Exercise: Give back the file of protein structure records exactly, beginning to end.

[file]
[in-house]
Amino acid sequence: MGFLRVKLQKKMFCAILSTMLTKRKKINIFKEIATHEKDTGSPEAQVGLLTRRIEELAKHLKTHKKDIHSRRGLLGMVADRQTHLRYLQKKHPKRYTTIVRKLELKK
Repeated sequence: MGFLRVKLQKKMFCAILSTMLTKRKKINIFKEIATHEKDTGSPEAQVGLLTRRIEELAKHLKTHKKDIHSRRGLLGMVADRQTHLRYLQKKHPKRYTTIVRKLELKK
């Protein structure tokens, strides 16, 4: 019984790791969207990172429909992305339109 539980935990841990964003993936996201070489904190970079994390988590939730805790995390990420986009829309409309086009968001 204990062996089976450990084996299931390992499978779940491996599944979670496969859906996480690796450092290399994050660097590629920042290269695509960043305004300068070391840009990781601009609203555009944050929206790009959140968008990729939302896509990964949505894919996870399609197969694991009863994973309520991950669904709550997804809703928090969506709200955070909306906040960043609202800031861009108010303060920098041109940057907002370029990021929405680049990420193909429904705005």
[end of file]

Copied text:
[in-house]
Amino acid sequence: MGFLRVKLQKKMFCAILSTMLTKRKKINIFKEIATHEKDTGSPEAQVGLLTRRIEELAKHLKTHKKDIHSRRGLLGMVADRQTHLRYLQKKHPKRYTTIVRKLELKK
Repeated sequence: MGFLRVKLQKKMFCAILSTMLTKRKKINIFKEIATHEKDTGSPEAQVGLLTRRIEELAKHLKTHKKDIHSRRGLLGMVADRQTHLRYLQKKHPKRYTTIVRKLELKK
């Protein structure tokens, strides 16, 4: 019984790791969207990172429909992305339109 539980935990841990964003993936996201070489904190970079994390988590939730805790995390990420986009829309409309086009968001 204990062996089976450990084996299931390992499978779940491996599944979670496969859906996480690796450092290399994050660097590629920042290269695509960043305004300068070391840009990781601009609203555009944050929206790009959140968008990729939302896509990964949505894919996870399609197969694991009863994973309520991950669904709550997804809703928090969506709200955070909306906040960043609202800031861009108010303060920098041109940057907002370029990021929405680049990420193909429904705005």